There is little dispute with respect to the facts except as they bear on the question of the precise business in which Henry was engaged at the time of the accident. It is the relators' claim that Henry was not in the course of his employment and not within the protection of the compensation act for the reason that at the time of the accident he was driving to his home for the purpose of getting a noonday lunch, a private and personal errand not connected with his employment. Further, relators contend that Henry was not within the protection of the transportation amendment to the originally enacted compensation act, 1 Mason Minn. St. 1927, § 4326(j), and that there should be no recovery.

The question of fact respecting the exact nature of Henry's errand at the time of the accident is present in this case because of the testimony of Mrs. Gramling, wife of employer's sales manager, to the effect that Mrs. Henry on the morning of the accident declined an invitation to lunch, stating that she could not accept because she was expecting Mr. Henry home that noon. Mr. Gramling testified to a similar admission on the part of Mrs. Henry. There was testimony as to Mr. Henry's usual lunch habits both at the office and on those occasions when he went home. There was some testimony of a telephone conversation during the noon-hour, although there is no evidence as to its nature. There was also a rather unsatisfactory attempt to show, at least by inference, that Henry was on his way to interview one Sime, who lived in the Minnehaha parkway district, a district most conveniently reached by following the route over which Henry was traveling. There was otherwise no direct testimony throwing light on the question of where Henry was going at the time of the accident.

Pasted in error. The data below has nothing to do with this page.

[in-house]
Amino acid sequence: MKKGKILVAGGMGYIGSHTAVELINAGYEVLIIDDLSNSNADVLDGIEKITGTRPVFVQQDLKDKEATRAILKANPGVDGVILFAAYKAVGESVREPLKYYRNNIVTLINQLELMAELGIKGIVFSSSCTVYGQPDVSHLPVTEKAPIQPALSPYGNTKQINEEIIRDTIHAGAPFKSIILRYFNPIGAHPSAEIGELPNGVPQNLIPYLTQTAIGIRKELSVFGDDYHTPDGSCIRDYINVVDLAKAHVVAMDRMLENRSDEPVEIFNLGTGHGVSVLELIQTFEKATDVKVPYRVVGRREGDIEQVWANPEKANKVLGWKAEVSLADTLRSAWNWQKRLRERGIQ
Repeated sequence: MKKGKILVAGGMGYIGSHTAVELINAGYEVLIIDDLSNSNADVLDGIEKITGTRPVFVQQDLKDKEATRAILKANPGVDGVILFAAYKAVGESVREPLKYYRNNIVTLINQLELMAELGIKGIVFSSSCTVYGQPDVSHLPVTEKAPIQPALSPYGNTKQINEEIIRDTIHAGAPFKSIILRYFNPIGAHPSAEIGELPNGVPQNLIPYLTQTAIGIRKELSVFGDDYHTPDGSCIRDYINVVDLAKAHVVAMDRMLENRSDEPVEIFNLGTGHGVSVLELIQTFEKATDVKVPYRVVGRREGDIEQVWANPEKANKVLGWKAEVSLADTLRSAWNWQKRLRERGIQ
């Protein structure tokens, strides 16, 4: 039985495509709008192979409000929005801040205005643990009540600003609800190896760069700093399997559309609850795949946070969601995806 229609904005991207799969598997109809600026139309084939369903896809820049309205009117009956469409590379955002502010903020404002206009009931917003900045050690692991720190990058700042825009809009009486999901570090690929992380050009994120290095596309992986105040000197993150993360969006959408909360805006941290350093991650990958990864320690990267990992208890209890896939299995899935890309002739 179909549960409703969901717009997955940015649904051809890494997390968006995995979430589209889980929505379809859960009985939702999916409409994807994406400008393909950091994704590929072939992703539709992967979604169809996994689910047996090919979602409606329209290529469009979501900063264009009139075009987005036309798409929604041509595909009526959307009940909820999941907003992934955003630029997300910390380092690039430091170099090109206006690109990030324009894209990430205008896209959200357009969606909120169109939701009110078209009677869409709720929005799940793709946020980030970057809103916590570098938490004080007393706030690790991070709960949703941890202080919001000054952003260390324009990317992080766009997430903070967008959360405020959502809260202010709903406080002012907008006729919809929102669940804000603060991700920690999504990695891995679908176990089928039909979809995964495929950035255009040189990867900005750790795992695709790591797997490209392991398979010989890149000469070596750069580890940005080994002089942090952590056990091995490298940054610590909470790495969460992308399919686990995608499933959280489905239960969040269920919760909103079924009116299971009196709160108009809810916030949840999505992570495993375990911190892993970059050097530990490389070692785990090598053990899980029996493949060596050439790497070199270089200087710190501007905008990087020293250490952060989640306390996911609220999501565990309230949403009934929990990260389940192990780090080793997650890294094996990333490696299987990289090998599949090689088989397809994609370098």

Respondent had the burden of proving that Henry came to his death as a result of an accident arising out of and in the course of his employment. The law does not require respondent to produce direct evidence of that fact. No particular quantum of proof is necessary. It is sufficient if there is in the record evidence which will reasonably sustain an inference or raise a presumption in support thereof. The many cases decided by the court bearing on the kind and nature of evidence necessary in this class of cases to sustain the burden of proof indicate that the following may serve as useful guides in reaching a proper conclusion:

(1) Did the accident happen within the usual hours of employment?

(2) Did the accident occur at the usual place of employment?

(3) Did the accident occur while the employe was using a tool, a machine, or a vehicle regularly furnished by the employer to be so used by the employe? See for instance the following cases: Mahowald v. Thompson-Starrett Co. 134 Minn. 113, 158 N.W. 913, 159 N.W. 565; State ex rel. London L. I. Co. v. District Court, 141 Minn. 348, 170 N.W. 218; Hansen v. N.W. Fuel Co. 144 Minn. 105, 174 N.W. 726; Kaletha v. Hall Mercantile Co. 157 Minn. 290, 196 N.W. 261; Behr v. Soth, 170 Minn. 278, 212 N.W. 461; Moore v. J. A. McNulty Co. 171 Minn. 75, 213 N.W. 546; Maher v. Duluth Yellow Cab Co. 172 Minn. 439, 215 N.W. 678.

Applying these guides to the abstract case, and we realize that there are other sound guides, we perceive that at the time of the accident Henry was within the usual hours of his employment (1:15 to 1:30 p. m.); that he was at the usual place of his employment (the streets of the city, pursuant to his roving commission to find prospective buyers and to sell cars); and that he was at the time of the accident using the automobile furnished him by his employer (a Ford coupé to be used not as a demonstrator but to provide transportation necessary to the carrying on of the work).